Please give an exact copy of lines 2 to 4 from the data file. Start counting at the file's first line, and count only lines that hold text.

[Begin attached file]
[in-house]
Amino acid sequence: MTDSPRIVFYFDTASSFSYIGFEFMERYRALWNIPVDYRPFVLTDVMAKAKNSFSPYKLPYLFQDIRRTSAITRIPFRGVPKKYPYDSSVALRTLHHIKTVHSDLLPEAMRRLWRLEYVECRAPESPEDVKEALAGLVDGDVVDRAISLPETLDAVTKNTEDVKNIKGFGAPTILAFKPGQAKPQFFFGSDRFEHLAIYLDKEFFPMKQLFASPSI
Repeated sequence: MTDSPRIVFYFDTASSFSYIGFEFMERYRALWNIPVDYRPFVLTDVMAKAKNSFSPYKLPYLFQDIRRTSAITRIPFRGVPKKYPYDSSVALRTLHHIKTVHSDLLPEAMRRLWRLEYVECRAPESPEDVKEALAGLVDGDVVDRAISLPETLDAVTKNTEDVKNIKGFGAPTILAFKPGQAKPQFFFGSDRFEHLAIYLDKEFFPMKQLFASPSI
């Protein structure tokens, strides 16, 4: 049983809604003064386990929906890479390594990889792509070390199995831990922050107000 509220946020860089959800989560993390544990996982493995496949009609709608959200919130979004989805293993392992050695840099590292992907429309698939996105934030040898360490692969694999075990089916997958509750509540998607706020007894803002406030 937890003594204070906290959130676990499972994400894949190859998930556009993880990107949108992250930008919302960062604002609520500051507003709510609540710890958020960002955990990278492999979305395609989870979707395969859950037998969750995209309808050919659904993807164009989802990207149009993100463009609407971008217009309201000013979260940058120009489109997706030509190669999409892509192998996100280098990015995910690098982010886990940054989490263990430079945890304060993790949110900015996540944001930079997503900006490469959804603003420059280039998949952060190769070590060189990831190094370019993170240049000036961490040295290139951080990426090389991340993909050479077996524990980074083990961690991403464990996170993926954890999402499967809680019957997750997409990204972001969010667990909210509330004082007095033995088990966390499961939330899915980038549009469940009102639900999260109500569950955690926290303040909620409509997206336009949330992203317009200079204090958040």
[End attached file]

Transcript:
Amino acid sequence: MTDSPRIVFYFDTASSFSYIGFEFMERYRALWNIPVDYRPFVLTDVMAKAKNSFSPYKLPYLFQDIRRTSAITRIPFRGVPKKYPYDSSVALRTLHHIKTVHSDLLPEAMRRLWRLEYVECRAPESPEDVKEALAGLVDGDVVDRAISLPETLDAVTKNTEDVKNIKGFGAPTILAFKPGQAKPQFFFGSDRFEHLAIYLDKEFFPMKQLFASPSI
Repeated sequence: MTDSPRIVFYFDTASSFSYIGFEFMERYRALWNIPVDYRPFVLTDVMAKAKNSFSPYKLPYLFQDIRRTSAITRIPFRGVPKKYPYDSSVALRTLHHIKTVHSDLLPEAMRRLWRLEYVECRAPESPEDVKEALAGLVDGDVVDRAISLPETLDAVTKNTEDVKNIKGFGAPTILAFKPGQAKPQFFFGSDRFEHLAIYLDKEFFPMKQLFASPSI
């Protein structure tokens, strides 16, 4: 049983809604003064386990929906890479390594990889792509070390199995831990922050107000 509220946020860089959800989560993390544990996982493995496949009609709608959200919130979004989805293993392992050695840099590292992907429309698939996105934030040898360490692969694999075990089916997958509750509540998607706020007894803002406030 937890003594204070906290959130676990499972994400894949190859998930556009993880990107949108992250930008919302960062604002609520500051507003709510609540710890958020960002955990990278492999979305395609989870979707395969859950037998969750995209309808050919659904993807164009989802990207149009993100463009609407971008217009309201000013979260940058120009489109997706030509190669999409892509192998996100280098990015995910690098982010886990940054989490263990430079945890304060993790949110900015996540944001930079997503900006490469959804603003420059280039998949952060190769070590060189990831190094370019993170240049000036961490040295290139951080990426090389991340993909050479077996524990980074083990961690991403464990996170993926954890999402499967809680019957997750997409990204972001969010667990909210509330004082007095033995088990966390499961939330899915980038549009469940009102639900999260109500569950955690926290303040909620409509997206336009949330992203317009200079204090958040």